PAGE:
By Dr. Ashley VanderBroek, faculty for the MSU Equine Surgery Service
Featuring Dr. Lindsay Knott, resident for the MSU Equine Surgery Service; Dr. Julie Strachota, faculty for the MSU Equine Theriogenology Service; and Brandon Frantz, fourth-year DVM student
History and Presentation
Strong Impulse (Jack), a seven-month-old homebred Quarter Horse colt, was presented to the MSU Equine Surgery Service in September 2020 for laparoscopic (minimally invasive) cryptorchidectomy (removal of a non-descended testicle). Jack was previously anesthetized on the farm in July for a routine field castration. When the right testicle could not be palpated, surgery was not attempted and Jack was recovered. He was then brought to his primary care veterinarian’s clinic for conventional cryptorchidectomy. An open inguinal approach to the abdomen was made, but the right testicle was still unable to be located. His left testicle was descended into the scrotum but was not removed. Jack was referred to MSU for laparoscopic cryptorchidectomy.
At the time of presentation at MSU, Jack was bright, alert, and responsive. His mucous membranes were pink and moist with a normal capillary refill time. No abnormalities were identified on cardiovascular and gastrointestinal auscultation, and digital pulses were within normal limits. Jack’s left testicle was descended into the scrotum, but the right testicle could not be palpated. A complete blood count and limited serum chemistry revealed no abnormalities.
Because Jack’s right testicle had not descended into the scrotum, he was diagnosed with cryptorchidism. It was assumed that the right testicle was retained within the abdomen and Jack was prepared for laparoscopic surgery to locate and remove the testicle.
Treatment and Outcome
Jack was anesthetized and positioned in dorsal recumbency. A scar was present over the right inguinal region from the previous attempt to locate the testicle. The ventral abdomen was clipped and aseptically prepared for surgery. The abdomen was explored laparoscopically, but the right testicle was not identified. The left internal inguinal ring appeared normal in appearance with the spermatic cord traversing the canal as expected (Figure 1). However, the right internal inguinal ring was obliterated by fibrosis (scar tissue) with no visible gubernaculum (Figure 2). The gubernaculum is the structure that is responsible for testicular descent and connects the testicle to the scrotum (Figure 3).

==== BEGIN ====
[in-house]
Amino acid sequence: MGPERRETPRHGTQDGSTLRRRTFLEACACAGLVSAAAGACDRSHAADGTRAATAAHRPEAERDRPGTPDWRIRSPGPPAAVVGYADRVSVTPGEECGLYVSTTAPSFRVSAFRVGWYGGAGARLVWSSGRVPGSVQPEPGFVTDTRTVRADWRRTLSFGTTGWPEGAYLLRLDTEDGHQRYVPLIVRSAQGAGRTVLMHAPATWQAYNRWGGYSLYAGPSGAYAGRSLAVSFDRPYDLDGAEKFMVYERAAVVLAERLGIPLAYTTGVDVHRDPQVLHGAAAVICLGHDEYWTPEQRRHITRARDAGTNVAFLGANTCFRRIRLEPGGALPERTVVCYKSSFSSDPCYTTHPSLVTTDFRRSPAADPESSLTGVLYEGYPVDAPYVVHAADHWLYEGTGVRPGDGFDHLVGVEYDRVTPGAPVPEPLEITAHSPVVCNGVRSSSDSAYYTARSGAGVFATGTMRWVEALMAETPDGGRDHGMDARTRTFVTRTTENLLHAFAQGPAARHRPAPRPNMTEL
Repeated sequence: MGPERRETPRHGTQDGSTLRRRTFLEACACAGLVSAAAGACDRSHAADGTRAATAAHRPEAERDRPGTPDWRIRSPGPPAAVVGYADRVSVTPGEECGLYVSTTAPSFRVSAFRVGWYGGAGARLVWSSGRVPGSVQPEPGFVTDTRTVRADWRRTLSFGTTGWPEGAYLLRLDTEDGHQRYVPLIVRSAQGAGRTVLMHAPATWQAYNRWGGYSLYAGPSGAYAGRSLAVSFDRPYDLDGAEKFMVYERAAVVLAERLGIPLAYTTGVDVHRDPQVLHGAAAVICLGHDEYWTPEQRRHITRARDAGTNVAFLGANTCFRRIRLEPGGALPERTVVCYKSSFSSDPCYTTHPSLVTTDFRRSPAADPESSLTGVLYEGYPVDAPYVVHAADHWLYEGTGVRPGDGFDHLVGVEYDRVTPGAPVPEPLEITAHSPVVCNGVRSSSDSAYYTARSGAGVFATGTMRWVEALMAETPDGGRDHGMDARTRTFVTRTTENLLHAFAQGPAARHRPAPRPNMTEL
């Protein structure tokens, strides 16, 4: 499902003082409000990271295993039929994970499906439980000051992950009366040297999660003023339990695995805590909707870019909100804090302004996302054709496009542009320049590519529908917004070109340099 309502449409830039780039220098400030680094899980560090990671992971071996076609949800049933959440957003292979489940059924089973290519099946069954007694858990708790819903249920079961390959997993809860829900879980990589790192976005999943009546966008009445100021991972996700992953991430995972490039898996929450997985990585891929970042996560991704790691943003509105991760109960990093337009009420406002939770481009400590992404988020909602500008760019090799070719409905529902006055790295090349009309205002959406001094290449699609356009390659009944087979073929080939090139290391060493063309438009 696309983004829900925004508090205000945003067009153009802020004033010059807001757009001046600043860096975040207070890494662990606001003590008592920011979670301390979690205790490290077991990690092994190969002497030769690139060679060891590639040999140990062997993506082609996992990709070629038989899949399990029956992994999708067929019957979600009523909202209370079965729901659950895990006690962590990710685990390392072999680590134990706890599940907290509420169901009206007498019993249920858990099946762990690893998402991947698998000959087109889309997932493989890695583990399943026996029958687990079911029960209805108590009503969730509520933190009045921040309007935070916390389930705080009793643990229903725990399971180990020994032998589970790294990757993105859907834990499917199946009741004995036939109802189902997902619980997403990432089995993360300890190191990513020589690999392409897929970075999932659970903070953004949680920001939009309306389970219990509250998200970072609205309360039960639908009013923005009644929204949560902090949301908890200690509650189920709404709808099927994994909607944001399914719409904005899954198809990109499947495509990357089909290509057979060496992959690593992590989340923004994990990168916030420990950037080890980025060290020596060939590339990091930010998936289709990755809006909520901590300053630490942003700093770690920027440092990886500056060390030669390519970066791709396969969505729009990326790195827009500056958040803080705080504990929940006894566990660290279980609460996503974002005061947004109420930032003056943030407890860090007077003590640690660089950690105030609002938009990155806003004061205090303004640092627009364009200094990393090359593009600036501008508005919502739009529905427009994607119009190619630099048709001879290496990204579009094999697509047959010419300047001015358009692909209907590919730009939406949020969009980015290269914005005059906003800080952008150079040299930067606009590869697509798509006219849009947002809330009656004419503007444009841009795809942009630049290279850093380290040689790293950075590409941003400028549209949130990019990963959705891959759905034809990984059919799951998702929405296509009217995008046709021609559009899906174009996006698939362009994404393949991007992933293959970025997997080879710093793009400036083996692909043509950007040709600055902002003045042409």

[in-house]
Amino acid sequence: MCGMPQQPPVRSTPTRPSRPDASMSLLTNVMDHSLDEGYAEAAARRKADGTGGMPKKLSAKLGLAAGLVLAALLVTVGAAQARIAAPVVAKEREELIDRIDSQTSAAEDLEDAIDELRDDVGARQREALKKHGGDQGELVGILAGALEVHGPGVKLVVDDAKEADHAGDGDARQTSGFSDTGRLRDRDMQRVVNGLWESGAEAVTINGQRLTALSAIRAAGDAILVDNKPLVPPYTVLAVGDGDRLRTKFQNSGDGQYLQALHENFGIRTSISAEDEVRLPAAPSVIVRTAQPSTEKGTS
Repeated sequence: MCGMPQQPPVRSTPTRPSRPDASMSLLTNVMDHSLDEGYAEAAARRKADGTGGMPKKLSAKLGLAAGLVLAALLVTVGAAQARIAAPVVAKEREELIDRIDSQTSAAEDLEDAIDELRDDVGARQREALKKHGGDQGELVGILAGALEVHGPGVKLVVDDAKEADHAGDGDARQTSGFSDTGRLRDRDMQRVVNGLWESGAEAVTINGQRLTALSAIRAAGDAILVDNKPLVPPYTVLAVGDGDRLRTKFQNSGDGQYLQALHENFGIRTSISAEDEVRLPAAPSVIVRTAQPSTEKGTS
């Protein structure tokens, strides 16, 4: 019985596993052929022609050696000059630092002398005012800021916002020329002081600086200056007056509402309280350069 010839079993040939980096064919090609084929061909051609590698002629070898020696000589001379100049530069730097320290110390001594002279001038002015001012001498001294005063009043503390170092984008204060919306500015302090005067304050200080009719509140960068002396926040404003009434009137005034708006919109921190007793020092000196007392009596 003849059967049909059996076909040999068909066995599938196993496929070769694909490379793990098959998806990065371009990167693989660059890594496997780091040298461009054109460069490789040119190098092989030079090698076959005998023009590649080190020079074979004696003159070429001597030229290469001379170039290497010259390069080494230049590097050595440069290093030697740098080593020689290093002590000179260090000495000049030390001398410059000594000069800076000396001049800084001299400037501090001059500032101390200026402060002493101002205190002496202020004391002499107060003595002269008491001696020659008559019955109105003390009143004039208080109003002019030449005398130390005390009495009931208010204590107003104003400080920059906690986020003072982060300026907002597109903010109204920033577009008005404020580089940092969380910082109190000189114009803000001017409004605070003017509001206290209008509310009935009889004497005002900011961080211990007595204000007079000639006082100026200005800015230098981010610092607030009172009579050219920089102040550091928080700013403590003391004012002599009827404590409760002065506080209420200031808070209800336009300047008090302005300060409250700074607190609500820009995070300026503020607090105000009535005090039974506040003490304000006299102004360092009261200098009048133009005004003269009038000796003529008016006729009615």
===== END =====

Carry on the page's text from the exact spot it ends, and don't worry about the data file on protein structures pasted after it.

After extensive searching of the ventral abdomen, the procedure was converted to a conventional right parainguinal open approach. Despite manual palpation of the dorsal abdomen, the team was still unable to identify the right testicle. After contacting the owner and discussing the options, it was decided to pursue hemi-castration and delayed hormonal testing. The left testicle was removed using a modified open inguinal approach and all incisions were closed primarily. Jack recovered well from general anesthesia and remained comfortable postoperatively. He was discharged the following day with instructions to pursue hormonal testing 30 days later. In November 2020, baseline testosterone levels and hCG stimulation indicated no functioning testicular tissue. These hormonal results indicated that Jack was, in fact, a gelding, despite only having one testicle removed.
Cryptorchidism is defined as the failure of one or both testicles to descend into the scrotum. This condition is not uncommon in horses, and the retained testicle is usually located within the abdomen or inguinal canal. Monorchidism, or the condition of only having one testicle, is extremely rare in horses. It is thought to occur due to either testicular aplasia (failure to develop) or idiopathic infarction (loss of blood supply), but these are speculative due to the rare occurrence.
Since cryptorchidism is fairly common, but monorchidism is not, we teach students to always assume that there are two testicles. Removal of only the descended testicle will cause the horse to externally appear like a gelding, but the retained testicular tissue still produces testosterone and leads to stallion behavior. This can result in safety concerns for both humans and other horses. Because of this, we also teach students that the descended testicle should not be removed before the retained testicle.
In Jack’s case, the right testicle was not located, despite extensive searching using both laparoscopic and conventional approaches. Since the descended testicle was hormonally active, testosterone testing would not be helpful in identifying the presence of retained testicular tissue until after the descended testicle was removed. After discussing the situation with the owner, we pursued a left hemi-castration with the understanding that hormonal testing must be performed after one month to determine if Jack had any residual testicular tissue. The owners were instructed to handle Jack like a colt until hormonal testing confirmed whether or not he was, in fact, a gelding. If the hormonal values had been consistent with functional testicular tissue, additional investigation would have been necessary to locate the retained testicle. Thankfully, that was not needed, and Jack turned out to be one of the very rare cases that only had one testicle, to begin with.